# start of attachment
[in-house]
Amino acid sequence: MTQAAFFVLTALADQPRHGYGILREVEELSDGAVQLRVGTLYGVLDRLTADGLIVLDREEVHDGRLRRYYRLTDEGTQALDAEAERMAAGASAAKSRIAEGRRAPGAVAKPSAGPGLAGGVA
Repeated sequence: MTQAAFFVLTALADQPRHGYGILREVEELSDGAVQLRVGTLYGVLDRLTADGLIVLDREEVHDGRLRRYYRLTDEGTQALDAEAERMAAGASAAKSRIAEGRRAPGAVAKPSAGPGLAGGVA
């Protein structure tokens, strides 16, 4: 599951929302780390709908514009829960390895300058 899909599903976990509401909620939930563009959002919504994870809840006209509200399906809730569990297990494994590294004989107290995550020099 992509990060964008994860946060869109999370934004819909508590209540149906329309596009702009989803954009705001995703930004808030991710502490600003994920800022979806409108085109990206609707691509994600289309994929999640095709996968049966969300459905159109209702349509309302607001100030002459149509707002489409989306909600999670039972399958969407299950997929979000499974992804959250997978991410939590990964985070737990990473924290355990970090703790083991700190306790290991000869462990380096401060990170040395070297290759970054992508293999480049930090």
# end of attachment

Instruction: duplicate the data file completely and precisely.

[in-house]
Amino acid sequence: MTQAAFFVLTALADQPRHGYGILREVEELSDGAVQLRVGTLYGVLDRLTADGLIVLDREEVHDGRLRRYYRLTDEGTQALDAEAERMAAGASAAKSRIAEGRRAPGAVAKPSAGPGLAGGVA
Repeated sequence: MTQAAFFVLTALADQPRHGYGILREVEELSDGAVQLRVGTLYGVLDRLTADGLIVLDREEVHDGRLRRYYRLTDEGTQALDAEAERMAAGASAAKSRIAEGRRAPGAVAKPSAGPGLAGGVA
């Protein structure tokens, strides 16, 4: 599951929302780390709908514009829960390895300058 899909599903976990509401909620939930563009959002919504994870809840006209509200399906809730569990297990494994590294004989107290995550020099 992509990060964008994860946060869109999370934004819909508590209540149906329309596009702009989803954009705001995703930004808030991710502490600003994920800022979806409108085109990206609707691509994600289309994929999640095709996968049966969300459905159109209702349509309302607001100030002459149509707002489409989306909600999670039972399958969407299950997929979000499974992804959250997978991410939590990964985070737990990473924290355990970090703790083991700190306790290991000869462990380096401060990170040395070297290759970054992508293999480049930090």